On September 13, 1993, a few hours before signing the Israel-Palestinian Oslo Accord on the White House lawn, Arafat told the Jordanian TV that the accord is an interim agreement – the first phase of the PLO’s June 1974 “Phased Plan.” The latter legitimizes the establishment of a Palestinian Authority over any part of British Mandate Palestine, as a beachhead for vanquishing the enemy, and establishing a Palestinian state over the whole of Palestine.
The August 14, 2009 and November 16, 1998, January 30, 1996 and May 10, 1994 speeches by Mahmoud Abbas and Arafat reiterated the step-by-step Palestinian tactic toward the attainment of the de facto Palestinian vision, drawing inspiration from Mohammed’s Hudaybiyya Treaty – a major precept of traditional and contemporary Islam and Arab policy-making.
The 628 AD Hudaybiyya Treaty – when Mohammed signed an agreement, regrouped, breached the agreement and vanquished his enemy in Mecca – has been a role model for agreements between Muslims and “infidel” entities. These agreements do not constitute a goal, but rather a means. They are merely a truce, not a final peace – merely a stepping stone to victory over the “infidel.”
The Western challenge
In 2020, the Palestinian hate curriculum; the popularity of the anti-Semitic Mein Kampf and The Elders of Zion on the Palestinian street; the glorification of suicide bombers; the systematic incitement by the Palestinian clergy; the monthly subsidies to families of terrorists, and the bolstering of the terrorist infrastructure in Judea and Samaria (West Bank) and Gaza, underscore the de facto Palestinian vision.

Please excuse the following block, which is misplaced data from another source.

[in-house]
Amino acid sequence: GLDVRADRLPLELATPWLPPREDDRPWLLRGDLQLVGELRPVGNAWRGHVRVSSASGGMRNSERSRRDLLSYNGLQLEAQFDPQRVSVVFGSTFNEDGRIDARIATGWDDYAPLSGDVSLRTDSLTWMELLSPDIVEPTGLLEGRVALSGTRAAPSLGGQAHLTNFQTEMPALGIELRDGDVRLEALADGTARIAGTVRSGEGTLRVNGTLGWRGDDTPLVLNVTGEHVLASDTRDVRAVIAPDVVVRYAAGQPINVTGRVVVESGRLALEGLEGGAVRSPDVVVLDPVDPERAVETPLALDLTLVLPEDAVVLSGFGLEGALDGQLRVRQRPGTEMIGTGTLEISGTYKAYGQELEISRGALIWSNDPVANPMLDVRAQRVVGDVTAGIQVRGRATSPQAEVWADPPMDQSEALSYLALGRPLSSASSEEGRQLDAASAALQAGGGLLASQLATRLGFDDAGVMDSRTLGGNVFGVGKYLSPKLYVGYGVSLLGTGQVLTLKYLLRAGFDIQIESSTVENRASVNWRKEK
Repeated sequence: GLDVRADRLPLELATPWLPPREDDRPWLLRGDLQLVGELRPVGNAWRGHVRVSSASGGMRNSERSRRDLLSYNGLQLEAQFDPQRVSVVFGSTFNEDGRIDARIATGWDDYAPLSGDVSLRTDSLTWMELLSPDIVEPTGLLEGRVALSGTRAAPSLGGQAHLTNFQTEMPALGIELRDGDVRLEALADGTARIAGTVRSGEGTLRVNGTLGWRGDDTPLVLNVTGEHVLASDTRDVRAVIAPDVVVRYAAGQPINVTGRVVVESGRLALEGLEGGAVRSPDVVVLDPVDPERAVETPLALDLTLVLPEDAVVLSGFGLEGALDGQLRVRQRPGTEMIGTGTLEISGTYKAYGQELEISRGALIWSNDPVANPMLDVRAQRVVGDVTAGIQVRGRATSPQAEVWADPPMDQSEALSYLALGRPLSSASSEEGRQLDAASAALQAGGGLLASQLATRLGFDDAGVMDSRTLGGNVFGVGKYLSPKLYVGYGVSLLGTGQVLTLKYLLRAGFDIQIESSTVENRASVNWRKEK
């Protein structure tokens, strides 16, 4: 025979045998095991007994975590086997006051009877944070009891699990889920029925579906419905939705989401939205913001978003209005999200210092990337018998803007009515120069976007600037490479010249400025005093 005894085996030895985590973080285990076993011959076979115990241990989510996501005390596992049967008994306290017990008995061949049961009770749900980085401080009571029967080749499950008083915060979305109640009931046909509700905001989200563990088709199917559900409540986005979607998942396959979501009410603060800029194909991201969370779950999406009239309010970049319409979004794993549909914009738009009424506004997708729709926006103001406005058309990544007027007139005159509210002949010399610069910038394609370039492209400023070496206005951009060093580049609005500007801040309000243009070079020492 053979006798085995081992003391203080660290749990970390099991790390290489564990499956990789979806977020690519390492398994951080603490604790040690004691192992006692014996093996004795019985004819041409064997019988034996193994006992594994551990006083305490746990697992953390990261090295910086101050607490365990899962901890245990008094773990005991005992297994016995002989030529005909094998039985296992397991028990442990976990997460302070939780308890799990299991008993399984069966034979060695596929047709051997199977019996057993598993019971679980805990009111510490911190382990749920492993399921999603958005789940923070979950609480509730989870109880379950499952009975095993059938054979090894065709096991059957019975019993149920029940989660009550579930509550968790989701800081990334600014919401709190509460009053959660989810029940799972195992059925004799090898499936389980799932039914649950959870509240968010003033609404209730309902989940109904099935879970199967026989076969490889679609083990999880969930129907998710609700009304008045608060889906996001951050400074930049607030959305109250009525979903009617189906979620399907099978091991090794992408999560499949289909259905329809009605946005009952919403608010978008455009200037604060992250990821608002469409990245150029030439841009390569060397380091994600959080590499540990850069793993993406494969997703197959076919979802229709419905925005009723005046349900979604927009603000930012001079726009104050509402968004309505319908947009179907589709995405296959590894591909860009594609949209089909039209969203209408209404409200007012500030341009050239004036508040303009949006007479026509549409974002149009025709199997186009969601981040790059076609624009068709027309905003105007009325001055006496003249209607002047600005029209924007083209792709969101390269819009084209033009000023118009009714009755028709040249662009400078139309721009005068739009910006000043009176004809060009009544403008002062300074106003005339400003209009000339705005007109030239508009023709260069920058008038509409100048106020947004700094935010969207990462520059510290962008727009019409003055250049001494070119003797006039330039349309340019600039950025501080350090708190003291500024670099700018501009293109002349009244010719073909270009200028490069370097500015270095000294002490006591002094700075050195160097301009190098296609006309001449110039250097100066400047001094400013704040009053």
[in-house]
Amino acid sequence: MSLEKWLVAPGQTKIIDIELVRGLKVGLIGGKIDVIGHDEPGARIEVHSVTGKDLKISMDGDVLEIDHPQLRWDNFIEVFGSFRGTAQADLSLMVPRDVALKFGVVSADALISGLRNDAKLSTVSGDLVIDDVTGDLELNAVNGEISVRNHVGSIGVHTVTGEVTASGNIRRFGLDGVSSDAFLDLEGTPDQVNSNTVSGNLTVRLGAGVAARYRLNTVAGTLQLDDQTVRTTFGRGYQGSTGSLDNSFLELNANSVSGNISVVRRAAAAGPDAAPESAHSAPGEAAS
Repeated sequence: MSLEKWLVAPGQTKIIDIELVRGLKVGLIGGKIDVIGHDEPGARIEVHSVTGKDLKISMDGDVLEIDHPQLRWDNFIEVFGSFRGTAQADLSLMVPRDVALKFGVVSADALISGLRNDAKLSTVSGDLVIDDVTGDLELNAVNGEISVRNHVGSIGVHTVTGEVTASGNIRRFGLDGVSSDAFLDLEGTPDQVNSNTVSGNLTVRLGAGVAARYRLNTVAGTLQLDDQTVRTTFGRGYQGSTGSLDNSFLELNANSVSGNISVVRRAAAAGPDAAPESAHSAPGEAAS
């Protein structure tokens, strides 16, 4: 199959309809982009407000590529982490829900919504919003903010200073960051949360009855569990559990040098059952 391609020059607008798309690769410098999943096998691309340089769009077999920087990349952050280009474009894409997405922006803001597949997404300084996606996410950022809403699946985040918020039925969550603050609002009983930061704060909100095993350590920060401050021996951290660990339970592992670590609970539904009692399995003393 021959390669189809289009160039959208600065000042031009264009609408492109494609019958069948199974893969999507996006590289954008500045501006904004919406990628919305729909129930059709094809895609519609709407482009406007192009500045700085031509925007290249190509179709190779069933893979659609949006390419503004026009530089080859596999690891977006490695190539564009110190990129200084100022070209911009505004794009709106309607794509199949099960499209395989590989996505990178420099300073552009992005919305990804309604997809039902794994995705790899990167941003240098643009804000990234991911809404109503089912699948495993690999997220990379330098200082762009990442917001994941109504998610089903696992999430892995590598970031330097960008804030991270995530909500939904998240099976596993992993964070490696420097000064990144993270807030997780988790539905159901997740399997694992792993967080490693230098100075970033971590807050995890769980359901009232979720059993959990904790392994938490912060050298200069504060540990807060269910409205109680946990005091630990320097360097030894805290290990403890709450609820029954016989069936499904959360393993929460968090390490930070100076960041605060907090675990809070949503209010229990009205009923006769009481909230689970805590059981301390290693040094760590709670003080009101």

Notwithstanding the aforementioned documentation – which is reflected by unprecedented Palestinian terrorism, hate education and violation of commitments – most Western democracies experience suspension of disbelief, overlooking the Palestinian walk. They embrace the “screen-saving,” misleading Palestinian talk, and delude themselves that financial benefits might divert the Palestinian leadership from its real goal.
They ignore the fact that financial benefits have failed to produce intra-Arab peaceful coexistence during the last 1,400 years, and have not altered the de facto Palestinian vision despite unprecedented economic and political benefits extended by the 1993 Oslo Accord and by Israel’s 2005 disengagement from Gaza.
As expected, each Israeli concession added fuel – not water – to the fire of Palestinian terrorism, which has not modified the pro-Palestinian Western policy.
The Western tendency to sacrifice reality on the altar of wishful-thinking and oversimplification has generated major blows to regional and global stability. This was demonstrated when Western democracies facilitated the 1978/79 emergence of Iran’s Ayatollahs, embraced Saddam Hussein until his 1990 invasion of Kuwait, and welcomed the Arab Tsunami (since 2010) as if it were really an “Arab Spring” and ‘Facebook Revolution.” This bolstered Iran’s pursuit of conventional, ballistic and nuclear capabilities (2015), and crowned Arafat with a Nobel Prize for Peace (1994).
When it comes to the de facto Palestinian vision, will Western democracies learn from past, self-destructive mistakes by avoiding – or repeating – them?!